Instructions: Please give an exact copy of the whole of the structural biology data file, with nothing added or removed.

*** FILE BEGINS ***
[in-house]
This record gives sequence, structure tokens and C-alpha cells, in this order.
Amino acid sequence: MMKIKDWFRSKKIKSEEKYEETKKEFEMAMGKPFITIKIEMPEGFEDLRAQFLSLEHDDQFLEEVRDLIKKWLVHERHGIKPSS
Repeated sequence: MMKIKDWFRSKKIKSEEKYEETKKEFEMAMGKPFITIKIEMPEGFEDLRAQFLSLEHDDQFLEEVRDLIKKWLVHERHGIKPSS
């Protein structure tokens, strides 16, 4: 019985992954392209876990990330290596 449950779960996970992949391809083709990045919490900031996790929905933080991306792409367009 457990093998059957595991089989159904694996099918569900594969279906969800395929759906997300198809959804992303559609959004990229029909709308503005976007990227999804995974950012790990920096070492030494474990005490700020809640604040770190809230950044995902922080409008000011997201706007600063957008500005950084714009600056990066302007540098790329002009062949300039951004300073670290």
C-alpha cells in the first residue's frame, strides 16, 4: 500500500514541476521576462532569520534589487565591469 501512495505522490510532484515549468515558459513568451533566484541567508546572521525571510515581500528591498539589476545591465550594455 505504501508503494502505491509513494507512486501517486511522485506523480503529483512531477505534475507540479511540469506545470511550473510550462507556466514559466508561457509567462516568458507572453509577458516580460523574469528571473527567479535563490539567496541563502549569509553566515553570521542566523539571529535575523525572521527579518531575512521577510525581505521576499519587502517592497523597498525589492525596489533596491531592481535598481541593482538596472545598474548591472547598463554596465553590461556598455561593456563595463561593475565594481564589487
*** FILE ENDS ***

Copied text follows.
[in-house]
This record gives sequence, structure tokens and C-alpha cells, in this order.
Amino acid sequence: MMKIKDWFRSKKIKSEEKYEETKKEFEMAMGKPFITIKIEMPEGFEDLRAQFLSLEHDDQFLEEVRDLIKKWLVHERHGIKPSS
Repeated sequence: MMKIKDWFRSKKIKSEEKYEETKKEFEMAMGKPFITIKIEMPEGFEDLRAQFLSLEHDDQFLEEVRDLIKKWLVHERHGIKPSS
């Protein structure tokens, strides 16, 4: 019985992954392209876990990330290596 449950779960996970992949391809083709990045919490900031996790929905933080991306792409367009 457990093998059957595991089989159904694996099918569900594969279906969800395929759906997300198809959804992303559609959004990229029909709308503005976007990227999804995974950012790990920096070492030494474990005490700020809640604040770190809230950044995902922080409008000011997201706007600063957008500005950084714009600056990066302007540098790329002009062949300039951004300073670290």
C-alpha cells in the first residue's frame, strides 16, 4: 500500500514541476521576462532569520534589487565591469 501512495505522490510532484515549468515558459513568451533566484541567508546572521525571510515581500528591498539589476545591465550594455 505504501508503494502505491509513494507512486501517486511522485506523480503529483512531477505534475507540479511540469506545470511550473510550462507556466514559466508561457509567462516568458507572453509577458516580460523574469528571473527567479535563490539567496541563502549569509553566515553570521542566523539571529535575523525572521527579518531575512521577510525581505521576499519587502517592497523597498525589492525596489533596491531592481535598481541593482538596472545598474548591472547598463554596465553590461556598455561593456563595463561593475565594481564589487